Implementing an admin GUI for your WordPress plugin, the boring part…

Image: @qimono, 2016, Pixabay

Hooking into WordPress’s actions and filters, writing callbacks to do magical stuff is a fascinating experience. Writing an admin settings GUI for a plugin has always been more boring for me, boring than writing the plugin itself. In this post, I will publish some code snippets from a plugin that I have written in the past (Toolbar Login Button),  and using as a boilerplate for some other plugins.

These are only snippets, please see the original code if you are interested. The code snippets and Toolbar Login Button is published under the terms of GPLv2.

First of all, settings GUI should be separated from our main plugin file. You can put GUI code in your plugin’s directory in a file like admin/settings.php.

In this example,  we hook into three WordPress acitons.

// Create options menu
add_action( 'admin_menu', array( __CLASS__, 'create_plugin_options_menu' ) );

// Register settings
add_action( 'admin_init', array( __CLASS__, 'register_plugin_settings' ) );

// Add admin css
add_action( 'admin_enqueue_scripts', array( __CLASS__, 'custom_admin_style' ) );

You can hook into  ‘admin_menu’ action to create options menu. This is quite simple. add_options_page() WordPress function simply adds the menu. (My plugin declares static functions. You can use static functions or dynamic functions in your plugin or even write your plugin without a class.)

* Plugin options menu
static function create_plugin_options_menu() {
    $admin_page = add_options_page( 'Toolbar Login Button', 'Toolbar Login Button', 'manage_options', self::OPTIONS_SLUG, array( __CLASS__, 'display_plugin_options' ) );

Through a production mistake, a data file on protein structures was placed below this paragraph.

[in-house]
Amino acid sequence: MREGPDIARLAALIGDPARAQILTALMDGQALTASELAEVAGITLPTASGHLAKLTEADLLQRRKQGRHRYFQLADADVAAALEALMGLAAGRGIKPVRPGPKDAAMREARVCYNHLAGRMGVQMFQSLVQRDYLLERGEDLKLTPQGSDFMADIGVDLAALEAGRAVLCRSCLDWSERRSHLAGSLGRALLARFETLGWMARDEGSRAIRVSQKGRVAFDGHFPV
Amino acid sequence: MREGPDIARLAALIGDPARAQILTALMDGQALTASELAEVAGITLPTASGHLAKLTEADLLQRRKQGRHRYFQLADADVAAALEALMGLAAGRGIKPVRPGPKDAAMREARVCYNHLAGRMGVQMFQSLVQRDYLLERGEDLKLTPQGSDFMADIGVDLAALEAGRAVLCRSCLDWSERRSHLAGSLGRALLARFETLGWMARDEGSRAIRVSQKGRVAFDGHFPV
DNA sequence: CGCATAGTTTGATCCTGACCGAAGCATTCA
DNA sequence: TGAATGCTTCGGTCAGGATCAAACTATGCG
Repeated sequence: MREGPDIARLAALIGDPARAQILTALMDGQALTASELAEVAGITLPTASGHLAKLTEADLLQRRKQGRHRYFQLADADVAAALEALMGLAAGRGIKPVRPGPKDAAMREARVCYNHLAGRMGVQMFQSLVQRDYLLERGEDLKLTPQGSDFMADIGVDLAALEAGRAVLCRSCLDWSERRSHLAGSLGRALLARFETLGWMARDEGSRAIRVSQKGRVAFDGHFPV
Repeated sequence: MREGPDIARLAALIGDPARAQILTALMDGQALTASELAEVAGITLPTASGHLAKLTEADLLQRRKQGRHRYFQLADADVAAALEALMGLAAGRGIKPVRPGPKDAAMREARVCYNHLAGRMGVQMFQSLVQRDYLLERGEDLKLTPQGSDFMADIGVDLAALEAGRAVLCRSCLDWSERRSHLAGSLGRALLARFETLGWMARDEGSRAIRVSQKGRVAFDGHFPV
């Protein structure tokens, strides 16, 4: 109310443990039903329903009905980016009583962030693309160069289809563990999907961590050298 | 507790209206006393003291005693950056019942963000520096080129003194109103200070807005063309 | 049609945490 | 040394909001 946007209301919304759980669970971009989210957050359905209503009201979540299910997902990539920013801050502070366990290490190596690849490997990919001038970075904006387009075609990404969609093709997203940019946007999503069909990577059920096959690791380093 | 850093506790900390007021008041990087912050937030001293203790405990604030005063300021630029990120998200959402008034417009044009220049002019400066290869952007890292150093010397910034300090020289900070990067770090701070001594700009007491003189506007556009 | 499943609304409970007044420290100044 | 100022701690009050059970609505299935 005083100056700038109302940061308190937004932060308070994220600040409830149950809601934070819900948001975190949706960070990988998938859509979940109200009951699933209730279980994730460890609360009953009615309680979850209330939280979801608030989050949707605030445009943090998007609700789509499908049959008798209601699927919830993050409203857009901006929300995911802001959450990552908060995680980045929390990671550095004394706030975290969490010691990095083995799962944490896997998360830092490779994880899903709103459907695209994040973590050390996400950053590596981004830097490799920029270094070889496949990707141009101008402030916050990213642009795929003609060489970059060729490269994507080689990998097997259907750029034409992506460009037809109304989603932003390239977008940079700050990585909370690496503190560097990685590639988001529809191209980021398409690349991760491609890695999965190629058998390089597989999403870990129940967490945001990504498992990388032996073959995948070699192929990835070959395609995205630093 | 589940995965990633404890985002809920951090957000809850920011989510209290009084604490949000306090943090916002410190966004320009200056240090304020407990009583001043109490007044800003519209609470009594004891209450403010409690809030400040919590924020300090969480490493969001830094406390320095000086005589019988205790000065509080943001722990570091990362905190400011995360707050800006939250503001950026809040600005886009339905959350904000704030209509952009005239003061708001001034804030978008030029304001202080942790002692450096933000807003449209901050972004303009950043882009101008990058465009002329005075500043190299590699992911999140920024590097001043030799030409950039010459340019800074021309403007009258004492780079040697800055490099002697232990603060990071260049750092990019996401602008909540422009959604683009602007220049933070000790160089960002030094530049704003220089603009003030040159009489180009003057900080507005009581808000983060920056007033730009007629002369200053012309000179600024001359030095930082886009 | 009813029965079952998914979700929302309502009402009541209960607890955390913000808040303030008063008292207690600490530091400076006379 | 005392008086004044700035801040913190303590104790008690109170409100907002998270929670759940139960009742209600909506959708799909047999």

// Add a help tab when this plugin's options page gets loaded
    add_action( 'load-' . $admin_page, array( __CLASS__, 'add_help_tab' ) );
}// function

There is also a function callback referred as ‘display_plugin_options’ above. This function called to output the content for the plugins’s settings GUI (html). In this callback you can either use functions like add_settings_field() and add_settings_section() here or just print out suitale html like me for simplicity. Please see WordPress Settings API for further information.

* Diplay plugin options page
static function display_plugin_options() {
  if ( !current_user_can( 'manage_options' ) )  {
        wp_die( __( 'You do not have sufficient permissions to access this page.' ) );


  <form method="post" action="options.php">
    <?php settings_fields( 'toolbar_login_button_settings' ); ?>
    <!--main content-->
    <div id="post-body-content">
      <div class="meta-box-sortables ui-sortable">
        <!--settings group-->
        <div class="postbox">
          <h2 class="hndle"><span><?php esc_html_e( 'Logged in users', 'toolbar-login-button' ); ?></span></h2>
          <div class="inside">
            <table class="form-table">
              <tr valign="top">
                <th scope="row"><?php esc_html_e( 'Show front end toolbar', 'toolbar-login-button' ); ?></th>